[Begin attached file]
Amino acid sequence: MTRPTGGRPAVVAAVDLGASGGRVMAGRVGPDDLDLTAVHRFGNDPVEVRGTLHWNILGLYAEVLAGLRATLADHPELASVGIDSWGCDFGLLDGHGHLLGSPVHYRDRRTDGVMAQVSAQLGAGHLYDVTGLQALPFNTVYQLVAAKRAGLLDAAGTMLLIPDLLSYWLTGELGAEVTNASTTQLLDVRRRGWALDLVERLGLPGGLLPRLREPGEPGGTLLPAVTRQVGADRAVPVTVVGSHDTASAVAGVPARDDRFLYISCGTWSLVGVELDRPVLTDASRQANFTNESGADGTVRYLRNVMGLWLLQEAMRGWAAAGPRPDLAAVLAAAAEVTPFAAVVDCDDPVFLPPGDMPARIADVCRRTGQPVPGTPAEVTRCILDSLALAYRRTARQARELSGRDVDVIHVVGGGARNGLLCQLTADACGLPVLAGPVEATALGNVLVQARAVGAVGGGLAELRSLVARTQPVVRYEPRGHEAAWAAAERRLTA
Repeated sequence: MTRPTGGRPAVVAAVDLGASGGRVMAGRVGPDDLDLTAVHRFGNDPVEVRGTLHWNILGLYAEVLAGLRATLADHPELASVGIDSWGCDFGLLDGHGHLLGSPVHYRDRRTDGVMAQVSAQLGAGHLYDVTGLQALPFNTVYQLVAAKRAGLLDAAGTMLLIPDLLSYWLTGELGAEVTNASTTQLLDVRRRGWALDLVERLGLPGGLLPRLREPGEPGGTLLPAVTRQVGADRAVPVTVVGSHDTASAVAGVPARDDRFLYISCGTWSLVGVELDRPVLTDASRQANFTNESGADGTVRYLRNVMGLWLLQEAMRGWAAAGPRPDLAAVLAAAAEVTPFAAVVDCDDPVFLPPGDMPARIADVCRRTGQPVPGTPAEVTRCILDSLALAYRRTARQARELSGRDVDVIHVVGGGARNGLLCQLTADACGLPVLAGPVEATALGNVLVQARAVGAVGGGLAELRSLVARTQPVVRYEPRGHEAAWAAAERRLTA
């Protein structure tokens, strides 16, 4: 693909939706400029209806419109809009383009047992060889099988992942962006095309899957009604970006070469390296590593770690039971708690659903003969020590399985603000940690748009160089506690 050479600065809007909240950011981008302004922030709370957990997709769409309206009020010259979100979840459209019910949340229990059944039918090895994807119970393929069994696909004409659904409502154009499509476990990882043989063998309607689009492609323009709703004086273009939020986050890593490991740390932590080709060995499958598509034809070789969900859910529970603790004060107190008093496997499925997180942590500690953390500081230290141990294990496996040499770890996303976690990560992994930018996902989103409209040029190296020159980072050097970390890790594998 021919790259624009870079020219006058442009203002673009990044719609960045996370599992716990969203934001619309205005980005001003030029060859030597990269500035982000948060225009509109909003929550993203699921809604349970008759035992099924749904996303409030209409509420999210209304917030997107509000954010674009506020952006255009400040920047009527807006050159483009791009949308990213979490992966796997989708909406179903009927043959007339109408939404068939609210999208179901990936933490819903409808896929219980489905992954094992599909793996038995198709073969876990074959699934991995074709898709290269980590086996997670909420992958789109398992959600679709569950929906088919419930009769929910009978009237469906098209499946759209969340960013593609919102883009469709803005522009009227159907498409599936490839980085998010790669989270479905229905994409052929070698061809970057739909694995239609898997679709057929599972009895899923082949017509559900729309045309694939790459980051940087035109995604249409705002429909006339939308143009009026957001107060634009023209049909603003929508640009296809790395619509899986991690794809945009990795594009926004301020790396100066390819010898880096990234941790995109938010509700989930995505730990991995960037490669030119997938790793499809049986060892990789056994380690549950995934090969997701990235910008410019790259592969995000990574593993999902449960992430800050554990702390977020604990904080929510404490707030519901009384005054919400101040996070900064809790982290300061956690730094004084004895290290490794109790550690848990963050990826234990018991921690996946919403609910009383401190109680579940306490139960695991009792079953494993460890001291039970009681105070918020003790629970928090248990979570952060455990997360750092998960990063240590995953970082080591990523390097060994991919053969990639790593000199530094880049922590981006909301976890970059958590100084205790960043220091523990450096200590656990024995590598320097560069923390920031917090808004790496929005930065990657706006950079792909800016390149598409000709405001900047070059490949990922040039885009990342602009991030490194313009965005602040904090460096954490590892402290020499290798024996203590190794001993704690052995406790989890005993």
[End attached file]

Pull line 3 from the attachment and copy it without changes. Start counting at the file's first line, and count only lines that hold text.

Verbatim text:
């Protein structure tokens, strides 16, 4: 693909939706400029209806419109809009383009047992060889099988992942962006095309899957009604970006070469390296590593770690039971708690659903003969020590399985603000940690748009160089506690 050479600065809007909240950011981008302004922030709370957990997709769409309206009020010259979100979840459209019910949340229990059944039918090895994807119970393929069994696909004409659904409502154009499509476990990882043989063998309607689009492609323009709703004086273009939020986050890593490991740390932590080709060995499958598509034809070789969900859910529970603790004060107190008093496997499925997180942590500690953390500081230290141990294990496996040499770890996303976690990560992994930018996902989103409209040029190296020159980072050097970390890790594998 021919790259624009870079020219006058442009203002673009990044719609960045996370599992716990969203934001619309205005980005001003030029060859030597990269500035982000948060225009509109909003929550993203699921809604349970008759035992099924749904996303409030209409509420999210209304917030997107509000954010674009506020952006255009400040920047009527807006050159483009791009949308990213979490992966796997989708909406179903009927043959007339109408939404068939609210999208179901990936933490819903409808896929219980489905992954094992599909793996038995198709073969876990074959699934991995074709898709290269980590086996997670909420992958789109398992959600679709569950929906088919419930009769929910009978009237469906098209499946759209969340960013593609919102883009469709803005522009009227159907498409599936490839980085998010790669989270479905229905994409052929070698061809970057739909694995239609898997679709057929599972009895899923082949017509559900729309045309694939790459980051940087035109995604249409705002429909006339939308143009009026957001107060634009023209049909603003929508640009296809790395619509899986991690794809945009990795594009926004301020790396100066390819010898880096990234941790995109938010509700989930995505730990991995960037490669030119997938790793499809049986060892990789056994380690549950995934090969997701990235910008410019790259592969995000990574593993999902449960992430800050554990702390977020604990904080929510404490707030519901009384005054919400101040996070900064809790982290300061956690730094004084004895290290490794109790550690848990963050990826234990018991921690996946919403609910009383401190109680579940306490139960695991009792079953494993460890001291039970009681105070918020003790629970928090248990979570952060455990997360750092998960990063240590995953970082080591990523390097060994991919053969990639790593000199530094880049922590981006909301976890970059958590100084205790960043220091523990450096200590656990024995590598320097560069923390920031917090808004790496929005930065990657706006950079792909800016390149598409000709405001900047070059490949990922040039885009990342602009991030490194313009965005602040904090460096954490590892402290020499290798024996203590190794001993704690052995406790989890005993």